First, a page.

The "fog of war" from Ukraine appears to have descended on Facebook and Instagram. Meta, parent company of the two social media platforms, last week reportedly took the highly unusual step of suspending some of the quality controls it implemented to ensure that posts from users in Russia, Ukraine and other Eastern European countries meet its rules.
The New York Times reports that the company's content monitors have been unable to keep up with "shifting rules about what kinds of posts were allowed about the war in Ukraine." Under the change, Meta temporarily stopped tracking whether its workers who scan Facebook and Instagram posts from those areas were accurately enforcing its content guidelines, six people with knowledge of the situation told the newspaper.
"Meta has made more than half a dozen content policy revisions since Russia invaded Ukraine last month," according to the NYTimes. "The company has permitted posts about the conflict that it would normally have taken down — including some calling for the death of President Vladimir V. Putin of Russia and violence against Russian soldiers — before changing its mind or drawing up new guidelines, the people said."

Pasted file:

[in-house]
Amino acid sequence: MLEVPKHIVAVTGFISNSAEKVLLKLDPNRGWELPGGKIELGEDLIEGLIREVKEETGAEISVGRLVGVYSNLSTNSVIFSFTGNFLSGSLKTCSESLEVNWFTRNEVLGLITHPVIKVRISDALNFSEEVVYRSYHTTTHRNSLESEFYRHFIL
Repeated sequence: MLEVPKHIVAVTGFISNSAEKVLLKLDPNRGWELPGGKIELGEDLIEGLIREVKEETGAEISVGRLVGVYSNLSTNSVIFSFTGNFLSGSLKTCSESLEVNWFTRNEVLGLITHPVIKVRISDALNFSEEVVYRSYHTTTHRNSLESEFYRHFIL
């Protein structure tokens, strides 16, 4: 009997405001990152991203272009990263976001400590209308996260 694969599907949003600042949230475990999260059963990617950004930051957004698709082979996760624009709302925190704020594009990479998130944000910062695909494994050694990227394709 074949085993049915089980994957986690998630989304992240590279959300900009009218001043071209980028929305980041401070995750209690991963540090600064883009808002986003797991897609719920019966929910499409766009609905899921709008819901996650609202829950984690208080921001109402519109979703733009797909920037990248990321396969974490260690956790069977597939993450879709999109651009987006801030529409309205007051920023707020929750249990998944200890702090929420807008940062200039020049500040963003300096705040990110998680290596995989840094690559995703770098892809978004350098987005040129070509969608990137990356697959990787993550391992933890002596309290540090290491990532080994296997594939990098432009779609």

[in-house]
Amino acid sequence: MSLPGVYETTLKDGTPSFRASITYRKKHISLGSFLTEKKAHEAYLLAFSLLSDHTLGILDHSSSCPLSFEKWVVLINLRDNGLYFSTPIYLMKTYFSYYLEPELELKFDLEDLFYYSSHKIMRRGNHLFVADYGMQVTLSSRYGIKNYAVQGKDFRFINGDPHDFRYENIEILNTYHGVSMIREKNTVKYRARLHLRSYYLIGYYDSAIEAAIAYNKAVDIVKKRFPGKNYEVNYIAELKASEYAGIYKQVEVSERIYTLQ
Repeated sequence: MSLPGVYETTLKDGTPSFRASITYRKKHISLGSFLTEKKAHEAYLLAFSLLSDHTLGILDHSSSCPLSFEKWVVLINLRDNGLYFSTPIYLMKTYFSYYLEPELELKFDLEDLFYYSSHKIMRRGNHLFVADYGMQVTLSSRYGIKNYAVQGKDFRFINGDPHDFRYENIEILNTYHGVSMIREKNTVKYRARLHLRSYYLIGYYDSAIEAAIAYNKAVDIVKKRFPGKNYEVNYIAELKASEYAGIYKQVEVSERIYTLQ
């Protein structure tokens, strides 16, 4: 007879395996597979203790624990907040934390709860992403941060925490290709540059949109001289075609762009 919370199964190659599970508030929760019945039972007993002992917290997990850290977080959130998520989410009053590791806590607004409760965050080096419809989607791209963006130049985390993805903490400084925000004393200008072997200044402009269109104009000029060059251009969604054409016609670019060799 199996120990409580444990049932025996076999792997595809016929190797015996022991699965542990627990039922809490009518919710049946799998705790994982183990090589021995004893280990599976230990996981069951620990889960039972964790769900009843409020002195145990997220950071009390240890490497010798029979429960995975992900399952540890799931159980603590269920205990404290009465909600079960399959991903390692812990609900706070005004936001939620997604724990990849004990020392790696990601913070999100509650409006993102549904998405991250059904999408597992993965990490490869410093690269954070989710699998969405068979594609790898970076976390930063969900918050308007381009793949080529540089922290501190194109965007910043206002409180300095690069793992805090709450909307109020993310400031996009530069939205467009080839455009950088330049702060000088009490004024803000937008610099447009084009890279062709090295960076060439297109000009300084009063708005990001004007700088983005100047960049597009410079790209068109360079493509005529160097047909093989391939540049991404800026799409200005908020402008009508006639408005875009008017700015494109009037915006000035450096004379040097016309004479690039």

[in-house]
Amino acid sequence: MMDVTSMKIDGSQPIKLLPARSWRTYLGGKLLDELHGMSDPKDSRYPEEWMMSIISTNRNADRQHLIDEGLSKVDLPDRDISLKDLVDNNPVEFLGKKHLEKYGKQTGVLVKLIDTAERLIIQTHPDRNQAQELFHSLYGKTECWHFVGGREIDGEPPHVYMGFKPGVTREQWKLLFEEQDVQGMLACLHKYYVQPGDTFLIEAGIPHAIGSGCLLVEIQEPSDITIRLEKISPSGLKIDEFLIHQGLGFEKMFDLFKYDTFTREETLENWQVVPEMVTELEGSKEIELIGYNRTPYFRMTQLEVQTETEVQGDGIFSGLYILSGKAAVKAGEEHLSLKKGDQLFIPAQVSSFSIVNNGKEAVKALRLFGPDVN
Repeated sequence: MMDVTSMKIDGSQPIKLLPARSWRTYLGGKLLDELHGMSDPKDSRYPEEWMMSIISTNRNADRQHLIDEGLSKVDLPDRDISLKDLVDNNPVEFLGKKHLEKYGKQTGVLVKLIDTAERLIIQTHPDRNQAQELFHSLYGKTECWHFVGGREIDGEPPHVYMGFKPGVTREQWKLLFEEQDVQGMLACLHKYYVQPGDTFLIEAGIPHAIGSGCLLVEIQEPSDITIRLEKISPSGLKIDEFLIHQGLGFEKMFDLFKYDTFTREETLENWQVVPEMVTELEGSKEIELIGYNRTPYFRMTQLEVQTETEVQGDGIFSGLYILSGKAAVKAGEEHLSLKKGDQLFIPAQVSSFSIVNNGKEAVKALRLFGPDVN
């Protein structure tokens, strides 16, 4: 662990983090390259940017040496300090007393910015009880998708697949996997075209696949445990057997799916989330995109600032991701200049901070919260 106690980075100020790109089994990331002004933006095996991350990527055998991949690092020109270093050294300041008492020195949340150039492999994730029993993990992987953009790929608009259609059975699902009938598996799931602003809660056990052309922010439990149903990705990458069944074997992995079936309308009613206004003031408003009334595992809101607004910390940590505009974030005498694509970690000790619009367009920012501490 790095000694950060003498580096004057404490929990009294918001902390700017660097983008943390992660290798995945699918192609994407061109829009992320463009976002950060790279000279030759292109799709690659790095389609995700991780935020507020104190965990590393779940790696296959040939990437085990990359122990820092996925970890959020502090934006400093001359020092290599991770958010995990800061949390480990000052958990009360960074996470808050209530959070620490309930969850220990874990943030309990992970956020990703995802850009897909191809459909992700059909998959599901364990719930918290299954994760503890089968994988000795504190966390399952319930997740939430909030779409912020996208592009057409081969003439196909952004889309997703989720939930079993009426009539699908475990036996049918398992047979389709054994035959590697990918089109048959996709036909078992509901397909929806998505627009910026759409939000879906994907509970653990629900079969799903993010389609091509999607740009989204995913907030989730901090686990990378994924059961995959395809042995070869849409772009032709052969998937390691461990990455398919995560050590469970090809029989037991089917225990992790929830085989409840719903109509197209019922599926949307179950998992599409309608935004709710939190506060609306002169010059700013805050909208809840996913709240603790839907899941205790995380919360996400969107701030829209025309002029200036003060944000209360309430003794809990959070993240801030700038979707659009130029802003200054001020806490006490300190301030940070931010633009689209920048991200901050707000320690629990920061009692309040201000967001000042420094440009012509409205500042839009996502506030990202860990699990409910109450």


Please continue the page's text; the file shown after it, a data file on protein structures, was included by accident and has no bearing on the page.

Policy changes have been issued almost daily. The result has been confusion among the content moderators whose job it is to look for Facebook and Instagram posts with text and images with gore, hate speech and incitements to violence.
“All the ingredients of the Russia-Ukraine conflict have been around for a long time: the calls for violence, the disinformation, the propaganda from state media,” said David Kaye, a law professor at the University of California, Irvine, and a former special rapporteur to the United Nations. “What I find mystifying was that they didn’t have a game plan to deal with it.”